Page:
New figures report revival for engineering graduates

Paul Boughton
The employment rate for new engineering graduates in the UK has improved and unemployment has dropped, according to research published by the Higher Education Careers Services Unit (HECSU).

HECSU’s What Do Graduates Do? reports the destinations of 14,295 first degree building and engineering graduates in January 2012 (six months after they left university), which makes up 5.8 per cent of the overall 2011 graduate cohort.

The figures show revival in engineering, which has experienced poor employment outcomes since the start of the recession. Employment rates for electrical and electronic engineering (63.9 per cent) and mechanical engineering (65.6 per cent) were higher than the average of all graduates from first degree disciplines (61.8 per cent).

Career prospects had also improved since the previous year with 65.8 per cent of employed mechanical engineering graduates (59.4 per cent in 2011), 36.2 per cent of electrical and electronic graduates (30.9 per cent in 2011) working as engineering professionals in January 2012 (six months after graduating).

The unemployment rate has dropped across all subjects with the exception of electrical and electronic engineering graduates –  8.9  per cent mechanical engineering (9.3 per cent in 2011) and 12.1 per cent electrical and electronic engineering (11.2 per cent in 2011).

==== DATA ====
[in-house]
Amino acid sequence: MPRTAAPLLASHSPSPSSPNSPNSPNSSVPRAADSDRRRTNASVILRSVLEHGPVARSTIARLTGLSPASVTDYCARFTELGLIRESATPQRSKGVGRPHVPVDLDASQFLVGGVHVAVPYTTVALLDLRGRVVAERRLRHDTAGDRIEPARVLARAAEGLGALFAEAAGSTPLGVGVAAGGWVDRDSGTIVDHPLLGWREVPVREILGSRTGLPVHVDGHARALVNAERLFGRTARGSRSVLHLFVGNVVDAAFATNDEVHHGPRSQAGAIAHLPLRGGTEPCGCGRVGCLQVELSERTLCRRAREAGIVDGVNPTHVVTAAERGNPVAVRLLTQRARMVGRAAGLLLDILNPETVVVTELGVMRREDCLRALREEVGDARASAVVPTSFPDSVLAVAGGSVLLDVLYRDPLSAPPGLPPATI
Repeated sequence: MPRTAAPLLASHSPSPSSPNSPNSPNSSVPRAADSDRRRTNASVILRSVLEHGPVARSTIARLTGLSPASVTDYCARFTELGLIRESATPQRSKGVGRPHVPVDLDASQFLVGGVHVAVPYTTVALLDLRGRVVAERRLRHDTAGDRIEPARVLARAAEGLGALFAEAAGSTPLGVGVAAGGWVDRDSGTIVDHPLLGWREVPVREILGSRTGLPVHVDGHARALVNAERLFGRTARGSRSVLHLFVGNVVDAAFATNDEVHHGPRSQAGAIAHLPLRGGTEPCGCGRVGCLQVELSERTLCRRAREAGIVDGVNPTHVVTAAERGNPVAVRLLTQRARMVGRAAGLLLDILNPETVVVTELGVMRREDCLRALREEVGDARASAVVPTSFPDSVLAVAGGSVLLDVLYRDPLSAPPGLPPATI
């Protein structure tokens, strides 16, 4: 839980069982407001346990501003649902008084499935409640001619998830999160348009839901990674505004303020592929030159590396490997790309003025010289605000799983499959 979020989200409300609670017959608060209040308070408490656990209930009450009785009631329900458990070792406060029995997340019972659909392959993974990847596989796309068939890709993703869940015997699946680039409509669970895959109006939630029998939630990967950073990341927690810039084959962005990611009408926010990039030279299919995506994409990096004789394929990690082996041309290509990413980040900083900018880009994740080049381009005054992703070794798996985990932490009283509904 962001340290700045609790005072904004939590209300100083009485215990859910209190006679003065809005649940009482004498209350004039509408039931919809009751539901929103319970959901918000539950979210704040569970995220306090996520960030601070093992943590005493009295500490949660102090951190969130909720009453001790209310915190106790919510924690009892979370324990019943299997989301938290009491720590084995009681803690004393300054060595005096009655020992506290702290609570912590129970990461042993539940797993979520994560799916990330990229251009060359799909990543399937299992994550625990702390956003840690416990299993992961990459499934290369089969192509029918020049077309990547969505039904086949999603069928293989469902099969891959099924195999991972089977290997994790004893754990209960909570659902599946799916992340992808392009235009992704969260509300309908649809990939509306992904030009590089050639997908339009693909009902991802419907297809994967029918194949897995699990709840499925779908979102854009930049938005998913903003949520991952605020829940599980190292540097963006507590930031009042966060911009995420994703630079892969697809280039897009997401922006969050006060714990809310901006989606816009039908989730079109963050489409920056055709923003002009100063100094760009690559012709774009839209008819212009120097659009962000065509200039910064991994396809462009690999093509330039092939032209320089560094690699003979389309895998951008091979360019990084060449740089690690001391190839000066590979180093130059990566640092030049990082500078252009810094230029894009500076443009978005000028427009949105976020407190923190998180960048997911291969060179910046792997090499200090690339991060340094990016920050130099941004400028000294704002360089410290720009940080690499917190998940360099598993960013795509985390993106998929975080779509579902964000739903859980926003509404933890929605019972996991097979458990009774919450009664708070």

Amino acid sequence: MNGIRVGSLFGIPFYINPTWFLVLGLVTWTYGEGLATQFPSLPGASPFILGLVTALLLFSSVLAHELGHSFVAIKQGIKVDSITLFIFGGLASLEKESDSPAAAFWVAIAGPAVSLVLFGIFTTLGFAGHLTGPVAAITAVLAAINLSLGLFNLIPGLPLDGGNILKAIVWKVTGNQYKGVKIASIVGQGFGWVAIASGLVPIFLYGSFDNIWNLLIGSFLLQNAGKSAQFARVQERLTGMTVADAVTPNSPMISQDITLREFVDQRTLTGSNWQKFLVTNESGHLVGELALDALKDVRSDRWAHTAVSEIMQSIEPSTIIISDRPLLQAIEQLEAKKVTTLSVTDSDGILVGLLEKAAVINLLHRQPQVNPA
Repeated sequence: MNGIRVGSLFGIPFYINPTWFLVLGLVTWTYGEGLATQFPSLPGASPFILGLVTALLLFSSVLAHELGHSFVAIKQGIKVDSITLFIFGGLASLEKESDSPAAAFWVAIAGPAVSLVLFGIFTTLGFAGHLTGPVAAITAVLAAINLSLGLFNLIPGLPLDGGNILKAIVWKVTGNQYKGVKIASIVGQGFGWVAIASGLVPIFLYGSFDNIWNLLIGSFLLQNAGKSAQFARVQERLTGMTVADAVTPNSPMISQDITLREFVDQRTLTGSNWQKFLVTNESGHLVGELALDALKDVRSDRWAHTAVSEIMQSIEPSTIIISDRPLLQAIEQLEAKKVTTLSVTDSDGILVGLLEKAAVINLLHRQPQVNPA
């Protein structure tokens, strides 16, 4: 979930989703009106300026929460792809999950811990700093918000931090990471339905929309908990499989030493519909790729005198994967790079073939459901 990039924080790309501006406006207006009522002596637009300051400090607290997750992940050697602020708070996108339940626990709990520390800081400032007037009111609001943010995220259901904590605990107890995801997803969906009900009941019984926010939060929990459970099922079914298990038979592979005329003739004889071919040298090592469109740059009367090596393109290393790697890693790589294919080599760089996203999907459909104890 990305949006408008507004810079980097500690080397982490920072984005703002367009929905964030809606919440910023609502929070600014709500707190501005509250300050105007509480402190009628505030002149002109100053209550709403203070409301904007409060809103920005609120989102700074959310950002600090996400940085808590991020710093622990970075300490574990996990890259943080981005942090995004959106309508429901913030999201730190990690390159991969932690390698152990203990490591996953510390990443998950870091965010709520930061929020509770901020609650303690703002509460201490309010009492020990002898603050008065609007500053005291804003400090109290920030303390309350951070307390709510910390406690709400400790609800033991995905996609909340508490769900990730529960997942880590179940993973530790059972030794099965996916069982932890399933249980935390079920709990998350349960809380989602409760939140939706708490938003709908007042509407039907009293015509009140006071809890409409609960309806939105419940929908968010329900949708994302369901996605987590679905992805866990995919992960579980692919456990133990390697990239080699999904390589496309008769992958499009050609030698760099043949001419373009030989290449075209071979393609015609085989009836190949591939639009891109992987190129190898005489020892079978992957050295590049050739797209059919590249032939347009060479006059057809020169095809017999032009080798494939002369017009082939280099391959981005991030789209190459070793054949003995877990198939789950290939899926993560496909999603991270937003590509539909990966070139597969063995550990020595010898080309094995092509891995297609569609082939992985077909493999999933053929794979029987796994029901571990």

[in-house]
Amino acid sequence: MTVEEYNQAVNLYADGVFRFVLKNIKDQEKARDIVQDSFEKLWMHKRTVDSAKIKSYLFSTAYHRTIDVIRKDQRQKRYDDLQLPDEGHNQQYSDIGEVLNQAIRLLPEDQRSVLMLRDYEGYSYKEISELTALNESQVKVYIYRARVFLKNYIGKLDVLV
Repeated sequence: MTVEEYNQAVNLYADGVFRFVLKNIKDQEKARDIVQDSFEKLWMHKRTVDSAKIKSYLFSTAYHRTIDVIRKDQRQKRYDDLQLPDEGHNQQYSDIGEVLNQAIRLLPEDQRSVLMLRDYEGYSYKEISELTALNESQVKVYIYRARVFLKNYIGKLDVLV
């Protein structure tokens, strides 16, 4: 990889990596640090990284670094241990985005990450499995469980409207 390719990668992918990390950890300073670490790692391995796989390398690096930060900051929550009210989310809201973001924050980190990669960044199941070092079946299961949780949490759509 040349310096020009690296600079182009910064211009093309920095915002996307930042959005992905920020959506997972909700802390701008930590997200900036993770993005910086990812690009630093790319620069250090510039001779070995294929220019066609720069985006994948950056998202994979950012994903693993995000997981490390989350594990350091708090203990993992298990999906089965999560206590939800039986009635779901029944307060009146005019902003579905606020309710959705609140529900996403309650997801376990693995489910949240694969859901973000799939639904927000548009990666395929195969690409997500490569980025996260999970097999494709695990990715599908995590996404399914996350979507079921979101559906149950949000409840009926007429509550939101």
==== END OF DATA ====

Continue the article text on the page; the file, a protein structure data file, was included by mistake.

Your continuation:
The average salaries for full-time first degree building and engineering graduates entering full-time employment in the UK increased compared to the previous year. Average salaries: £24,825 (mechanical engineering graduates) and and £22,880 (electrical and electronic engineering).

Charlie Ball, deputy research director at HECSU says: “We welcome these signs of recovery. As the UK economy struggled with negative growth and a dip back into recession, the last year has continued to be tough for graduates, but despite this, the majority of engineering graduates have found employment, and specifically in jobs related to the subject studied. The figures show that even in difficult times, engineering graduates can and do get jobs. Students need to prepare for a difficult jobs market, but there are opportunities out there, so don’t give up hope.”

What Do Graduates Do? is published in collaboration with the Association of Graduate Careers Advisory Services. The report can be downloaded at

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